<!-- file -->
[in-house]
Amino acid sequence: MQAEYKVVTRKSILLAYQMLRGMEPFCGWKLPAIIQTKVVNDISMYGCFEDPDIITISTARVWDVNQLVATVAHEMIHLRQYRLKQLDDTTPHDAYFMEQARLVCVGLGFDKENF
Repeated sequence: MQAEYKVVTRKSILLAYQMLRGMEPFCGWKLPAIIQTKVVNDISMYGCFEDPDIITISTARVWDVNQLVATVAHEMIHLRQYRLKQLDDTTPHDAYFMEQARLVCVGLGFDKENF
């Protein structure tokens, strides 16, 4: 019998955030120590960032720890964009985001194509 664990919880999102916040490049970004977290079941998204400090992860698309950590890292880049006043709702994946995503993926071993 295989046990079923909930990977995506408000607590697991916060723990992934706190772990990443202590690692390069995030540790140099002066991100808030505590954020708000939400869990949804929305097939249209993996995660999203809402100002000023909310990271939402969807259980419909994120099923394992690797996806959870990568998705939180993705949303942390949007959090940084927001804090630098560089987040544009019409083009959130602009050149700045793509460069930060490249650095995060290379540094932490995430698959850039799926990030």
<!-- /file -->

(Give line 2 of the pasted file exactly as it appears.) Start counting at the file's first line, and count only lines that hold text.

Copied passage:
Amino acid sequence: MQAEYKVVTRKSILLAYQMLRGMEPFCGWKLPAIIQTKVVNDISMYGCFEDPDIITISTARVWDVNQLVATVAHEMIHLRQYRLKQLDDTTPHDAYFMEQARLVCVGLGFDKENF